Fast, slow, graceful, boxy, half-jog, half-walk, slog or a pleasure, however you run, the likelihood is, when you start, you’ll be asked how quickly you do it.
Many ask to be polite. Some ask to size you up. But one person who wants that conversation to be killed is running coach Chevy Rough. He’s urging all runners to focus on their event and avoid getting het up by times.
So as race season is underway with events up and down the country every week, Chevy lays out why our conversations about running need to change…
We need to think differently about running in races
We all try and validate our journey through time. What’s the first question people are going to ask you on the Monday after the event: What time did you do it in? Then you get people saying, ‘I’m scared to run with people. I’m too slow. I’m going to get left behind, I can’t run that far.’ We quantify running by numbers and actually, we should forget that. It should be done by feel. What am I capable of doing today? How can I slowly progress to where I need to be and how can I enjoy it?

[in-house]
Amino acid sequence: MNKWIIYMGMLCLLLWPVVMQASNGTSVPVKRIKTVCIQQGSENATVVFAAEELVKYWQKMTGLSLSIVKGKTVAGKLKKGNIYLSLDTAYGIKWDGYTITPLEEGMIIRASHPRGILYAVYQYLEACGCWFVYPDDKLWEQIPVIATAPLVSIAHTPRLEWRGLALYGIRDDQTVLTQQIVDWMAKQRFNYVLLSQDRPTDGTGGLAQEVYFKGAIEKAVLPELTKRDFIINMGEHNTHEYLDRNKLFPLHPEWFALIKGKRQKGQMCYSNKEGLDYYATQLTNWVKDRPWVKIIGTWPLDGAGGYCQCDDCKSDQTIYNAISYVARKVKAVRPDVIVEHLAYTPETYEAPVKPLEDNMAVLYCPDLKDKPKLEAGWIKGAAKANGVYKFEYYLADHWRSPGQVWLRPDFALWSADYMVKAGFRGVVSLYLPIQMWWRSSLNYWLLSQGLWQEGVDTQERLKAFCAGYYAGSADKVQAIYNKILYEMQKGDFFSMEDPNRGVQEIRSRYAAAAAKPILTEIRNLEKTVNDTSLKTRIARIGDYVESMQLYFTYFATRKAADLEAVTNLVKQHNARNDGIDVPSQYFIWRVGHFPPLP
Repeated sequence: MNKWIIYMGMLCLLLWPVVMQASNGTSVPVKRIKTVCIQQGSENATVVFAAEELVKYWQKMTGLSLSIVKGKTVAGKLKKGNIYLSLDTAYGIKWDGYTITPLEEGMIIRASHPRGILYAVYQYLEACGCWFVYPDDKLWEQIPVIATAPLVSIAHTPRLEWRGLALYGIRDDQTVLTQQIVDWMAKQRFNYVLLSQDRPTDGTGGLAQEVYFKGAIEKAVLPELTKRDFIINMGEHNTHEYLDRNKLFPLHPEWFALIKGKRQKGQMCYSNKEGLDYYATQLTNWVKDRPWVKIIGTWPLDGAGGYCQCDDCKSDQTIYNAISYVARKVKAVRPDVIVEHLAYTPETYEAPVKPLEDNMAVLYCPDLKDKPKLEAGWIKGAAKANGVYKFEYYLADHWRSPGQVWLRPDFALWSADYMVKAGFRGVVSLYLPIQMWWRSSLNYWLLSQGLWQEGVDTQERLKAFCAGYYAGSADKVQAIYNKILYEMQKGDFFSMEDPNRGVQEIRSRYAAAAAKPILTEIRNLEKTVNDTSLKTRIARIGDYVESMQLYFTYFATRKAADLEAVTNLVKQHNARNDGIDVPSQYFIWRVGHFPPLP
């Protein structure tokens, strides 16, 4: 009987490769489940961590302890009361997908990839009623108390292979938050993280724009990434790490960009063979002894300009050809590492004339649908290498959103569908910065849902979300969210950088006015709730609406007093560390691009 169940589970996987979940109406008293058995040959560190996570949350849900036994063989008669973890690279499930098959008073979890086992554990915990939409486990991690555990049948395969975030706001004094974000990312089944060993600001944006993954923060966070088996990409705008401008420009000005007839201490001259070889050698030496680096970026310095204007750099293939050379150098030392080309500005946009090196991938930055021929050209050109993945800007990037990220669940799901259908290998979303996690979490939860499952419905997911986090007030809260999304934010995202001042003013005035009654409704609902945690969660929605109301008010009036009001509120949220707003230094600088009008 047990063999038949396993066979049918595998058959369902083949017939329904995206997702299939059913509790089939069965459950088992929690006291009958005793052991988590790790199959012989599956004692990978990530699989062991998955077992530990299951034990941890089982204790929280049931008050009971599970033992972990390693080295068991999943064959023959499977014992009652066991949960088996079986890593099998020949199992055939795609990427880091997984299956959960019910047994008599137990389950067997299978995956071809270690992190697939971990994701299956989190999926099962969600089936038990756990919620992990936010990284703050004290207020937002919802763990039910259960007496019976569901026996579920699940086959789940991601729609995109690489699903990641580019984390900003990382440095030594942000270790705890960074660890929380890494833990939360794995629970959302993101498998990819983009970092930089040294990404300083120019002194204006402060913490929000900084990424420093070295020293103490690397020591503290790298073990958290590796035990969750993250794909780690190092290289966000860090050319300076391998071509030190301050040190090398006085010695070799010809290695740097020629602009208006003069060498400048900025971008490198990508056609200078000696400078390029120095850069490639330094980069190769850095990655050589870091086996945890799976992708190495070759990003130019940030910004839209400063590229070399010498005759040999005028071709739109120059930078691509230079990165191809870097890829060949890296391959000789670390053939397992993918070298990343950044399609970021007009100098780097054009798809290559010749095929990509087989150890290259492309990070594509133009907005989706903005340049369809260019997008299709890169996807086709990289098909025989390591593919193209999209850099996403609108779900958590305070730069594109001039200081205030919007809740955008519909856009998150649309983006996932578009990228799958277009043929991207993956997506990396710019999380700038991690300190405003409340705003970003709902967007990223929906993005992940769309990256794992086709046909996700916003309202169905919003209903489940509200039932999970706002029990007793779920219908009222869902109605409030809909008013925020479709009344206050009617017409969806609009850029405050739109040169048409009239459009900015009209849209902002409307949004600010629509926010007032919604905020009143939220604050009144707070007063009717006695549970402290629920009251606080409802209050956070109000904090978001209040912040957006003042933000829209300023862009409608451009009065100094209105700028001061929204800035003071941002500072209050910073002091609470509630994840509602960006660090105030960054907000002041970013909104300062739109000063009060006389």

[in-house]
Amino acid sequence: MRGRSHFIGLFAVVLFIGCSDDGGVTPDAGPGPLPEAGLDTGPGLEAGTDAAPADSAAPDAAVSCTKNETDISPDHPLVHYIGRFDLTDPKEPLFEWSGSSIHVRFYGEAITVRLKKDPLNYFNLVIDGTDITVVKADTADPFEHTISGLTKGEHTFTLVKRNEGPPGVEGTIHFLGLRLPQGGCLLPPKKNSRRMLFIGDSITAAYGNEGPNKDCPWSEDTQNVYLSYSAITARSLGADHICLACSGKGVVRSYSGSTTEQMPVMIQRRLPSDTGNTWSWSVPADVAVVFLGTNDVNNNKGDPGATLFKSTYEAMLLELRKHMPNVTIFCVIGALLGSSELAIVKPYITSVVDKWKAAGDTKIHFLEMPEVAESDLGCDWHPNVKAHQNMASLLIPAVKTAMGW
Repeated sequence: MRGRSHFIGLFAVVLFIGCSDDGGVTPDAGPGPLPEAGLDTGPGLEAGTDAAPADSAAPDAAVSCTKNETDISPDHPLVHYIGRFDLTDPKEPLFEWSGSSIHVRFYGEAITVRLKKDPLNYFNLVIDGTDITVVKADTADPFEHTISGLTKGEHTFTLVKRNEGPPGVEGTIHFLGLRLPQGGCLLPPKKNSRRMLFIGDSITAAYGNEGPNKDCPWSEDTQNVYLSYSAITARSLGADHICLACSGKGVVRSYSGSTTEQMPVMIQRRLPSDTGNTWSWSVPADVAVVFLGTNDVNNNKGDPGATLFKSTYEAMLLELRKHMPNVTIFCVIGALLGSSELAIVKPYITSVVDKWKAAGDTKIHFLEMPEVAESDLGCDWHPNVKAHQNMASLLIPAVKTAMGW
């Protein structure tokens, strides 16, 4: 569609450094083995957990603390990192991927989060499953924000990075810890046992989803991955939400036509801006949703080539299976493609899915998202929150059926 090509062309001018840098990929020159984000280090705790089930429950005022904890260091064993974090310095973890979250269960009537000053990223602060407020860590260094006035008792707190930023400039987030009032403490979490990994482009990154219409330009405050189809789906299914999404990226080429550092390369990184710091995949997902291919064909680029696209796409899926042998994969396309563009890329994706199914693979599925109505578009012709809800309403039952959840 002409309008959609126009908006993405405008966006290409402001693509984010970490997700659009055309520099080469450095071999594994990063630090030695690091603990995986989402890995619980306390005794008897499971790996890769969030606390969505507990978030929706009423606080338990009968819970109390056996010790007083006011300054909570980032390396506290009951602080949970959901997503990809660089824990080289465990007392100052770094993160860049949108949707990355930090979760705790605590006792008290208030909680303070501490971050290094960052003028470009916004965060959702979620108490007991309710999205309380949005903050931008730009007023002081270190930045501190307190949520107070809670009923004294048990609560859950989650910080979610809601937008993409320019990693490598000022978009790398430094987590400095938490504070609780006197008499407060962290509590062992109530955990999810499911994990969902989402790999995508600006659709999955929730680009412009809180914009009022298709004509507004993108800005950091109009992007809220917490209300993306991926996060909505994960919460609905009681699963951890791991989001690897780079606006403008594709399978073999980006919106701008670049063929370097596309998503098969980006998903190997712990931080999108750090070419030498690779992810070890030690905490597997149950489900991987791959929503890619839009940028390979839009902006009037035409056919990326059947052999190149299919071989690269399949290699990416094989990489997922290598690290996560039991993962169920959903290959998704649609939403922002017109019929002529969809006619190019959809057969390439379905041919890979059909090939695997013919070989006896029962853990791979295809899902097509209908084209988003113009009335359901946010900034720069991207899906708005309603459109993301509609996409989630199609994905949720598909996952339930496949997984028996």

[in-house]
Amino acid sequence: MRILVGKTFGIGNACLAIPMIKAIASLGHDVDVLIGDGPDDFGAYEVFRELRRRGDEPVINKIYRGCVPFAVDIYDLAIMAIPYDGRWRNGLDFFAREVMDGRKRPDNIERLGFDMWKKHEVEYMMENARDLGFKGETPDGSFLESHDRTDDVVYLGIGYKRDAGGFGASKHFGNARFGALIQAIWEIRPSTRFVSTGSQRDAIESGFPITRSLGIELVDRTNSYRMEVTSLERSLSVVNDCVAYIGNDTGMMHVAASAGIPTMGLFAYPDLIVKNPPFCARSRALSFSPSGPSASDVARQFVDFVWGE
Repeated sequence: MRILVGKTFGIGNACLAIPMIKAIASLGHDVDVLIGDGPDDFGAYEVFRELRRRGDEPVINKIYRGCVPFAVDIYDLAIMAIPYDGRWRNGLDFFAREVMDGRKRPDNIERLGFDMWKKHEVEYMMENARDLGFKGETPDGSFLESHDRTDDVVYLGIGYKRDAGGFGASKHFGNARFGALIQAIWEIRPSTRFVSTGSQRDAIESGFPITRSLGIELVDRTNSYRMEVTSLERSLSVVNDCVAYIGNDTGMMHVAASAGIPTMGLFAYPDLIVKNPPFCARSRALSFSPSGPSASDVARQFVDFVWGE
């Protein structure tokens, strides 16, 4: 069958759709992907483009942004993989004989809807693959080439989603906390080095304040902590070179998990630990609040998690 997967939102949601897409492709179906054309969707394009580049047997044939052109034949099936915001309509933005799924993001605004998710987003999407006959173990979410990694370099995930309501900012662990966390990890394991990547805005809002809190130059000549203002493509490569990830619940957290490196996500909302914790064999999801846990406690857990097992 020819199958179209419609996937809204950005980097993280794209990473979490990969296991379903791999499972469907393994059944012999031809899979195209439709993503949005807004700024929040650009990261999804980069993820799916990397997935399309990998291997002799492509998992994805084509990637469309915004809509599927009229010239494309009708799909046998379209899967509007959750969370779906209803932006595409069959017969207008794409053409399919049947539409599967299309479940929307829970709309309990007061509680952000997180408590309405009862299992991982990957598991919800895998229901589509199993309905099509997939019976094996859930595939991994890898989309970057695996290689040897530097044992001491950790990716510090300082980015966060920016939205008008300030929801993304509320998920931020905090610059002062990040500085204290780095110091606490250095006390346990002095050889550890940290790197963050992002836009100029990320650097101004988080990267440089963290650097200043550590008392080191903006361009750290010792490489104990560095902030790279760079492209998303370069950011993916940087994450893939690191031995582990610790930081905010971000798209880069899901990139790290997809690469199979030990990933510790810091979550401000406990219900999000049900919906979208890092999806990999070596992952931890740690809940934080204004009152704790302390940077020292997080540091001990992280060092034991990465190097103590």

Forgetting times is especially important on the big day
For me, the event day is a celebration of all the training and hard work you’ve put in. If it’s your first half marathon, marathon or event, anything you do is going to be a PB. As opposed to putting on too much pressure on yourself, try and disconnect from the numbers and enjoy it.
You shouldn’t care how you complete the race course…
I look at movement. I don’t care how people move. I don’t care if you walk 13.1 miles. I don’t care if you jog, jog-walk, run-walk, whatever. I just want you to move around 13.1 miles – or whatever the distance – in a safe and fun manner. Connect to that movement while you’re doing it. Connect to the crowds. Connect to the energy, connect to yourself and enjoy the process. To me, it’s that connection that keeps you doing it. As soon as you disconnect from the numbers, you’re more likely to stay in love with running, and stay moving long-term.
But how can I stay motivated if not by time?
The key question to ask is not what time you’re going to run, but how you are going to feel when you cross that finish line. Race day is brilliant. I want people to race and hit those goals and PBs if that’s what drives them, but race is an off-putting word. It’s just a festival of sport. A celebration of movement. A day to celebrate all the hard work you’ve put in and the fantastic feeling of travelling those miles on your feet.
Virgin Sport Festival of Fitness series is underway. The Westminster 10k is on July 9.